Shipping is a significant source of atmospheric pollutants, which contribute to climate change and have negative effects on human health and the environment.

A new study has applied detailed methods to estimate global fuel consumption from international shipping, including for the first time, an estimation of emissions from the global fleet while in port. Developing appropriate policies to monitor and regulate global maritime traffic requires an accurate emissions inventory.

Norwegian researchers used improved modelling techniques and input data to estimate fuel-based emissions for the international maritime fleet during 2004. They calculated the time spent at sea and in port for seven sizes of ships and 15 ship types to estimate activity levels of commercial shipping across all geographic regions of the world. Global emissions inventories were also calculated for a range of pollutants: CO2, NO2, SO2, CO, CH4, VOC (Volatile Organic Compounds), N2O, BC (Black Carbon) and OC (Organic Carbon).

Total fuel consumption during 2004 was found to be approximately 217 million tonnes (Mt), with bulk carriers, container vessels and oil tankers accounting for nearly 50 per cent of this figure. About 11 Mt, or five per cent of total consumption, was used in port for operations such as loading and unloading. Bulk carriers, container vessels and oil tankers also accounted for about half of the total air emissions of the world's fleet, with most of these emissions (95 per cent) occurring when the vessels were at sea.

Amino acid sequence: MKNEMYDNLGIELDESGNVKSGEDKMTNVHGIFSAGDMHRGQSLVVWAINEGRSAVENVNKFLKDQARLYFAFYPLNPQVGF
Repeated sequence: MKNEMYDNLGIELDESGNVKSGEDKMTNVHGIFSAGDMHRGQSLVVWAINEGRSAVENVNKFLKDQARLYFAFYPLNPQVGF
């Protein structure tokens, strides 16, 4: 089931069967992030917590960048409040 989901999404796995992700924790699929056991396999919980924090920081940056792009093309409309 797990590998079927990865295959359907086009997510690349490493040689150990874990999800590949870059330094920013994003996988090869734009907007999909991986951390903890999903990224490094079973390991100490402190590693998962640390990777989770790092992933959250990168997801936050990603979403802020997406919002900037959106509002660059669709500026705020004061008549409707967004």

Overall, container ships had the largest total emissions of all ship types, particularly in the Pacific and along major trade routes between Asia and North America. Further increases are expected from the growing share of container traffic in the shipping trade. Bulk carriers, container vessels and oil tankers also accounted for about half of the total air emissions of the world's fleet, with most of these emissions (95 per cent) occurring when the vessels were at sea. Overall, container ships had the largest total emissions of all ship types, particularly in the Pacific and along major trade routes between Asia and North America. Further increases are expected from the growing share of container traffic in the shipping trade.

Emissions can be transported hundreds of kilometres through the air, affecting areas of land at great distances from the source of pollution. For example, shipping was estimated to have contributed to around 5-15 per cent of surface ozone over western Europe and 15-25 per cent of surface ozone over western North America. Between 2004 and 2007, greater global trade would have increased fuel consumption by a further 19 per cent, to an estimated 258 Mt during 2007. In particular, trade with Asia, especially container traffic, has significantly increased since 2004. Source: Dalsøren, S.B., Eide, M.S., Endresen, Ø., et al. (2008). Update on emissions and environmental impacts from the international fleet of ships. The contribution from major ship types and ports.

s.b.dalsoren@geo.uio.no